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September 28, 2020

John McMullen: Doug Pederson goes from 'Fearless' to feckless in Eagles' latest debacle

The head coach's decision to punt late in overtime could have a negative effect on his entire locker room

Opinion Eagles

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Doug-Pederson-staff-092820_usat Eric Hartline/USA TODAY Sports

Philadelphia Eagles head coach Doug Pederson on the sidelines against the Cincinnati Bengals.

Scoreboard watchers in Philadelphia were vindicated when Russell Wilson outdueled Dak Prescott in a late-afternoon shootout.

By turning from “Fearless” to feckless, Doug Pederson got the Eagles a 23-23 tie against the woeful Cincinnati Bengals and the real-world effect of being one-half game out of the lead in the worst division since Motor Vehicles.

But, acting like the Dallas Cowboys winning or losing meant anything to Doug Pederson’s decision-making against the Bengals earlier Sunday is not only revisionist history, it’s small-minded nonsense.

As if an 0-2-1 team is playing 3D-chess when it comes to potential playoff positioning come Week 17.

Pederson himself might turn into Jim Mora is you mention the “P” word right now 

The result wasn’t the issue on Sunday. Winning would have been nicer, losing would have been worse and a tie is somewhere between those two outcomes, same as any other week.

The issue comes with the intangibles on the how and why you get to any outcome, a sentiment getting lost in modern sports where analytics often overrun any original thought.

You don’t have to rewind far to see an example of that coming out of the NovaCare Complex.

After Jim Schwartz’s defense laid an egg against the Los Angeles Rams in Week 2 he surprised his students by taking the brunt of the blame, something that resonated with the locker room. 

“Once Schwartz took the blame for what happened in the game, man, that just boosted morale because a lot of guys, it takes a strong person to say, “Hey, I messed up on that,’” Brandon Graham said. “All of us thought we were gonna get cussed out because we had a bad game. But for Schwartz to take that (blame), it made me want to fight for him even more.” 

A moment in the NFL is just that, but what you do at that moment can reverberate for an entire season. 

For the Eagles, they didn’t lose on Sunday — but by playing it safe and abandoning an ethos he’s put in print, Doug Pederson may have lost something far more important than a game.

His quarterback is flailing behind a banged-up offensive line and a receiving group that reached the depths of last season after losing Dallas Goedert and DeSean Jackson in-game.

Carson Wentz fought through it all, however, to put his team in position to win with a 7-yard touchdown run with 21 seconds remaining.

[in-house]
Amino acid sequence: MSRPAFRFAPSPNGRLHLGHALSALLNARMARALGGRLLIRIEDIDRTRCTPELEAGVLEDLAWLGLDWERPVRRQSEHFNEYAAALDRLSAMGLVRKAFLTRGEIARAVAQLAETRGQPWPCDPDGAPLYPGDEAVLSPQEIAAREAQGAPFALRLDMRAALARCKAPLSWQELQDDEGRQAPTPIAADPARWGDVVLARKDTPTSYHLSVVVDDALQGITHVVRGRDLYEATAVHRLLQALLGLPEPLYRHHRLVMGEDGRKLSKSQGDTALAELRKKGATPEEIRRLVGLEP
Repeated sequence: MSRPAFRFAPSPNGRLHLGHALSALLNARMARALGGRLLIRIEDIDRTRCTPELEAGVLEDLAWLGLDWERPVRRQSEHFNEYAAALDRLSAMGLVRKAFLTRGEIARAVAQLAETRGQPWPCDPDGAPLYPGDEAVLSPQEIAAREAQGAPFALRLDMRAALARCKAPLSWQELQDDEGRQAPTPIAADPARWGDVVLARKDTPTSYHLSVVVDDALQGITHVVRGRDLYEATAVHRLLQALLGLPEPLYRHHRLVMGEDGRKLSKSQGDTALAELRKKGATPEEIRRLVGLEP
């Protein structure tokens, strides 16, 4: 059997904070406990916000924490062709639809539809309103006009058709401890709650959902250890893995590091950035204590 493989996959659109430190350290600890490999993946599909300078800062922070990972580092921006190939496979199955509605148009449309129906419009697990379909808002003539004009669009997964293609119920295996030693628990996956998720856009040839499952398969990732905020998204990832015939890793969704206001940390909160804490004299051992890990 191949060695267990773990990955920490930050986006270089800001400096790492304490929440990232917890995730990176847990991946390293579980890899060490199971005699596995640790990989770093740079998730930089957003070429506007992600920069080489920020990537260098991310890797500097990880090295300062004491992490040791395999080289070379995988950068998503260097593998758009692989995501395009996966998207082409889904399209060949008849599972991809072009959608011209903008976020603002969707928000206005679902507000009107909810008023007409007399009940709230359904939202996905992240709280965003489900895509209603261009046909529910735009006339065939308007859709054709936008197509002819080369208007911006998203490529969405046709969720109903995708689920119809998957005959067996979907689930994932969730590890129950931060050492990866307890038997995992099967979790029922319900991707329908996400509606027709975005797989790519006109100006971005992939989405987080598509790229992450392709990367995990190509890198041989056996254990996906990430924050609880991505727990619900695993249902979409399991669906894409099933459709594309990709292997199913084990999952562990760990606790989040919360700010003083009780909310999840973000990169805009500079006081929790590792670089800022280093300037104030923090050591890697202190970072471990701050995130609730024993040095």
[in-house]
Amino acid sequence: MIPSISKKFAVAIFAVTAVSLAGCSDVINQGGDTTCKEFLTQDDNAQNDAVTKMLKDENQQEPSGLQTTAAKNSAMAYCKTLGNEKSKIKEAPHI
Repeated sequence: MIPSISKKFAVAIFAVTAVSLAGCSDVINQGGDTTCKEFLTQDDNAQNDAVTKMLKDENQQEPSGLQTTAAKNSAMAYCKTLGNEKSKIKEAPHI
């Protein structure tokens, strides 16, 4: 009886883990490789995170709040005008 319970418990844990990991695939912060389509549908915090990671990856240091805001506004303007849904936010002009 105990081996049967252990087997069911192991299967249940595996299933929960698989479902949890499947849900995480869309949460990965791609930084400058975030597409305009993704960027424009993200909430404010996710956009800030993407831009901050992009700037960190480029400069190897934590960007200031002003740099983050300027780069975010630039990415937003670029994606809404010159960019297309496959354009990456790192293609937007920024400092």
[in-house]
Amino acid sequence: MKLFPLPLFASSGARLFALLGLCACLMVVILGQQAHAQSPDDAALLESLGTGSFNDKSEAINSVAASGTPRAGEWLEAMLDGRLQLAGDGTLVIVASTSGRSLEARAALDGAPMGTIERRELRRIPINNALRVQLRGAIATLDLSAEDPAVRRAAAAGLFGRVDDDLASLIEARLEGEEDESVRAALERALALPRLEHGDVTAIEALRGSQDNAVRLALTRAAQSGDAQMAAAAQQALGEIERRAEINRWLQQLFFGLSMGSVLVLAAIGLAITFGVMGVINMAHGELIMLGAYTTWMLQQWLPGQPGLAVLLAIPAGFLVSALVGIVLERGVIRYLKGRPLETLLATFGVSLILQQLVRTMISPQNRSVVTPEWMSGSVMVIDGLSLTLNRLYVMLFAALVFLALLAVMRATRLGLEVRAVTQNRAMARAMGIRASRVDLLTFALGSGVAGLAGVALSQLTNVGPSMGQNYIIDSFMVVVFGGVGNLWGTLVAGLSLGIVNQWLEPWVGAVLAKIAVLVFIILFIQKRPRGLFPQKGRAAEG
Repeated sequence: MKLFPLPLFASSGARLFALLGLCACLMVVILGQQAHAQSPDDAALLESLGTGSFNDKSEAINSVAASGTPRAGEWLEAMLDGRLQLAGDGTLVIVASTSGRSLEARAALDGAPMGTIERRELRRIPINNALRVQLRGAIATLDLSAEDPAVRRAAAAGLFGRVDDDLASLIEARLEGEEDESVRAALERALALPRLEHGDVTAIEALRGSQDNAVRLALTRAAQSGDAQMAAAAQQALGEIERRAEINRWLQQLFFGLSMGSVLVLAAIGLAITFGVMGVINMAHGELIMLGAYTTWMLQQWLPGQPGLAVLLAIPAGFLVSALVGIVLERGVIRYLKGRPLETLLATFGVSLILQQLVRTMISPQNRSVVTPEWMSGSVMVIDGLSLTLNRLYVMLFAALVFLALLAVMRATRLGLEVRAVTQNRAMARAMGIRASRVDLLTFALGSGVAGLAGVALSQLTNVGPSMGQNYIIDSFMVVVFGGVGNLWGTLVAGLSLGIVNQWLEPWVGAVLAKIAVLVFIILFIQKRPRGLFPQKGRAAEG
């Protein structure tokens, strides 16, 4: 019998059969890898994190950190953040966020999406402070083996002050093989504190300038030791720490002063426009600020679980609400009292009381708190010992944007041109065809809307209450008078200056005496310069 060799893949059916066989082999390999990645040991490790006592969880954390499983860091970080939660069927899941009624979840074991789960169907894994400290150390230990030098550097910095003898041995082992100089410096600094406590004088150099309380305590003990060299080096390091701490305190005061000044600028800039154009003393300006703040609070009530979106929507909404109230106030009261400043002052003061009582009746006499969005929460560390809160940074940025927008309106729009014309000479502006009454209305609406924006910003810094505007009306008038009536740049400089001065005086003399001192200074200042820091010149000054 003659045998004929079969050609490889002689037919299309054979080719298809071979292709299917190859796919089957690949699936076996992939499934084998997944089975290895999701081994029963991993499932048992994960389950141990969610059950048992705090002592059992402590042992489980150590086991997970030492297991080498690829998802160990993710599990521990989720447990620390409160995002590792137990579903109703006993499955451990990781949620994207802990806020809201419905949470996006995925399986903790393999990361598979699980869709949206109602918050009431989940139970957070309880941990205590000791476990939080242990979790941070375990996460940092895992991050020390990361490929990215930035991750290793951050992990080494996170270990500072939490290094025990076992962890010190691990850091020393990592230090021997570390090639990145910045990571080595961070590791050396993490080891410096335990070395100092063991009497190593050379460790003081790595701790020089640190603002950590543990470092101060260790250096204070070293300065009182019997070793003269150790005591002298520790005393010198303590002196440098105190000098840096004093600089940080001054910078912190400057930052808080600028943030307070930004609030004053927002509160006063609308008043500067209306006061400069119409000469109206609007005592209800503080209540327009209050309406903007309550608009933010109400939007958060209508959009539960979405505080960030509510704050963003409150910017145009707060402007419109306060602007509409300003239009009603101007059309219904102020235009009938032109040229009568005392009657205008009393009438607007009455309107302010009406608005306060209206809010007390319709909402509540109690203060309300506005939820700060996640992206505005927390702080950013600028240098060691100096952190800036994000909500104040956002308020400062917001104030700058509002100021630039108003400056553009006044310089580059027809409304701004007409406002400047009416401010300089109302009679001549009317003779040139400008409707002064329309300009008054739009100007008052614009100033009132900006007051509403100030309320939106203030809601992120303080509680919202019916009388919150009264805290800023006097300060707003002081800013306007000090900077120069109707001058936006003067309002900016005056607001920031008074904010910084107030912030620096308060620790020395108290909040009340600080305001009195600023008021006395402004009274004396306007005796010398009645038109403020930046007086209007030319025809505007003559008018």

At that point, Pederson reached a fork in the road. The score read 23-22 pending Jake Elliott’s point-after attempt. A “Fearless” coach could have put a stamp on his testicular fortitude with a potential two-point game-winner.

Remember the context. 

The Bengals are a team used to losing and reeling from the late-game score. More so, there weren't 70,000 unhinged fanatics screaming in the faces of a team leaking oil, plus the Eagles were down Goedert and Jackson, and relying on Greg Ward, John Hightower, and Deontay Burnett as the WR corps.

One play to win or lose also makes sense when you consider even failure will resonate with the locker room much like Schwartz’s mind games did the prior week. 

Putting the game on Wentz and the offense only highlights a belief in their ability to execute in the most high-leverage situations.

Instead, the guy who said he’d never act like Doug Marrone in a big spot acted like Doug Marrone in a big spot.

“I did consider it, but I also felt like the way our offense was playing, you know, down the stretch — battled to get ourselves back in position — Carson in overtime, I felt comfortable there to just kick the extra point and then put it back in our offense’s hands at that time,” Pederson said. “So, just elected to kick the extra point.”

By the time Pederson called for Cameron Johnston in the waning seconds of overtime and raised the white flag to peck the cheek of the Delaware Valley’s sister, the coach had signaled to all three phases of his team that he’d rather play it safe than bet on any of them.

Losing a game is easy to overcome in a division worse than the split between Democrats and Republicans.

Losing a locker room is a much tougher hurdle to overcome. 


John McMullen is the NFL Insider for JAKIB Media, the host of “Extending the Play” on AM1490 in South Jersey and also contributes Eagles and NFL coverage for SI.com. You can reach him at jmcmullen44@gmail.com

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